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Black Horse Troop. [from the Baltimore, Md., Herald, February, 1902.]

Some Reminiscences of this famous command.

One of the most gallant and picturesque contingents of the Army of Northern Virginia was that famous company of cavalry known as the Black Horse Troop, which won such bright laurels for its daring exploits and the valuable aid it rendered the Confederate commanders in some of the greatest engagements of the Civil war.

In many respects, it was a remarkable body of men, composed as it was of handsome, strapping, debonair Virginians, admirably horsed and equipped, in whose nature the spirit of chivalry was an abiding trait that marked the fight of their banner from the outbreak to the close of the rebellion.

Recruited from the best blood among the young planters and yeomanry of the Piedmont region, as a company they were practically ‘free lancers;’ courage came easy to them, and no braver band of cavaliers ever followed the plumes of Rupert or of Arthur. They wielded their sabres like the cuirassers of old, and used their pistols with the truth and nerve of expert marksmen. So familiar were they with the country in which they operated that they kept the enemy constantly speculating on their movements by checkmating him at every point in the game of war, and achieved such prestige by their strange lobiquity and strategem that the name of their little legion among the enemy became a watchword for danger and a signal for action.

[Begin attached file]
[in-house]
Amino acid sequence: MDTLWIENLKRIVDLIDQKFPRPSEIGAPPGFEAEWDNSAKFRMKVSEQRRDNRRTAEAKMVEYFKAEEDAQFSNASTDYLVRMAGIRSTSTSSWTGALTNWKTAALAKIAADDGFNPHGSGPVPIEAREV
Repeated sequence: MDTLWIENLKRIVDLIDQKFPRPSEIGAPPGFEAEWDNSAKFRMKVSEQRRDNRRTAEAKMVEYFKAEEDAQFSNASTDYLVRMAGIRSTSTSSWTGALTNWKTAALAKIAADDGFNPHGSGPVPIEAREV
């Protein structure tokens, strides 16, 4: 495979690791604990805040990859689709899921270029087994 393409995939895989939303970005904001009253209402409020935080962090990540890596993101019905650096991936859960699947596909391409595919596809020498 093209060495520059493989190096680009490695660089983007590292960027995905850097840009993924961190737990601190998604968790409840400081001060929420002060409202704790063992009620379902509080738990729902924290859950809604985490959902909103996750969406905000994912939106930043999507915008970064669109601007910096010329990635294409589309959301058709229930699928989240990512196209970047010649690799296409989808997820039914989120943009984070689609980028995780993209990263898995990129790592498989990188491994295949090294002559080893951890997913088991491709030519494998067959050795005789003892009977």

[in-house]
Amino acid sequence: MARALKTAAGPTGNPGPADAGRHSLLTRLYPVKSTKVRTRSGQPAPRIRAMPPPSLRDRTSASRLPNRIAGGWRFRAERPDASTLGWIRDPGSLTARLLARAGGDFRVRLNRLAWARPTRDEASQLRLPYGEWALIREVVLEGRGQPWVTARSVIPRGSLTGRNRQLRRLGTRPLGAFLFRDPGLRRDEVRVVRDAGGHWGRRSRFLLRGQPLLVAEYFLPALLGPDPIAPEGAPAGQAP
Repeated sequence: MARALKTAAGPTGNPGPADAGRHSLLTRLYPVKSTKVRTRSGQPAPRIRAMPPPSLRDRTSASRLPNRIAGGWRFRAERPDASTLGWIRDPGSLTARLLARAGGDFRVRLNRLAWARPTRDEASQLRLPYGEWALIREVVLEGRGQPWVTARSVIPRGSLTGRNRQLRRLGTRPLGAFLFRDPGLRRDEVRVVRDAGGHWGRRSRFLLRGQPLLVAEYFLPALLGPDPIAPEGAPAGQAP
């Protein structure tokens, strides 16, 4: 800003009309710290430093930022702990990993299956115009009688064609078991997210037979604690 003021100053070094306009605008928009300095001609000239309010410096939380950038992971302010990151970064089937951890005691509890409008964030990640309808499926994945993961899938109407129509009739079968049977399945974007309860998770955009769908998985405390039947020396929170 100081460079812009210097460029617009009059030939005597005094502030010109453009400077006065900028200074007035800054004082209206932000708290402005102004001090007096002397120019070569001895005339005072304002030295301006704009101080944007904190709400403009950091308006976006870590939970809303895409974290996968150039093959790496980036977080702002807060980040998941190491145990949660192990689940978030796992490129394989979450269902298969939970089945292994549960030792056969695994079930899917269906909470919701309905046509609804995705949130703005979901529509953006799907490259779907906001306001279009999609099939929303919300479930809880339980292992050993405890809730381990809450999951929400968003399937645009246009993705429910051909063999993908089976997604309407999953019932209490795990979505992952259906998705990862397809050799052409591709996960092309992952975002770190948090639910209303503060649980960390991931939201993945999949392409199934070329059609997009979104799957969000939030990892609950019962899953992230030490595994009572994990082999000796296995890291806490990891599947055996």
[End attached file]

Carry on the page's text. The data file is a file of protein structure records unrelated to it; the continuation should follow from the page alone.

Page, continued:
The Black Horse was organized at Warrenton in 1859, just two years before the war cloud broke over the land, and first figured at Harper's Ferry in the John Brown raid.

Colonel John Scott, of Fauquier, was its first captain, and gave the troop its name. Colonel Scott, who had retired from active life, was for a generation a conspicuous figure in that section of the State as Commonwealth's Attorney, and is known as the author of The Lost Principle and a Life of Mosby.

On the 16th of May, 86, at the Fauquier White Sulphur Springs, reorganization was affected with requisitions from the Warrenton Rifles and the Powhatan Guards, of Southwestern Virginia.

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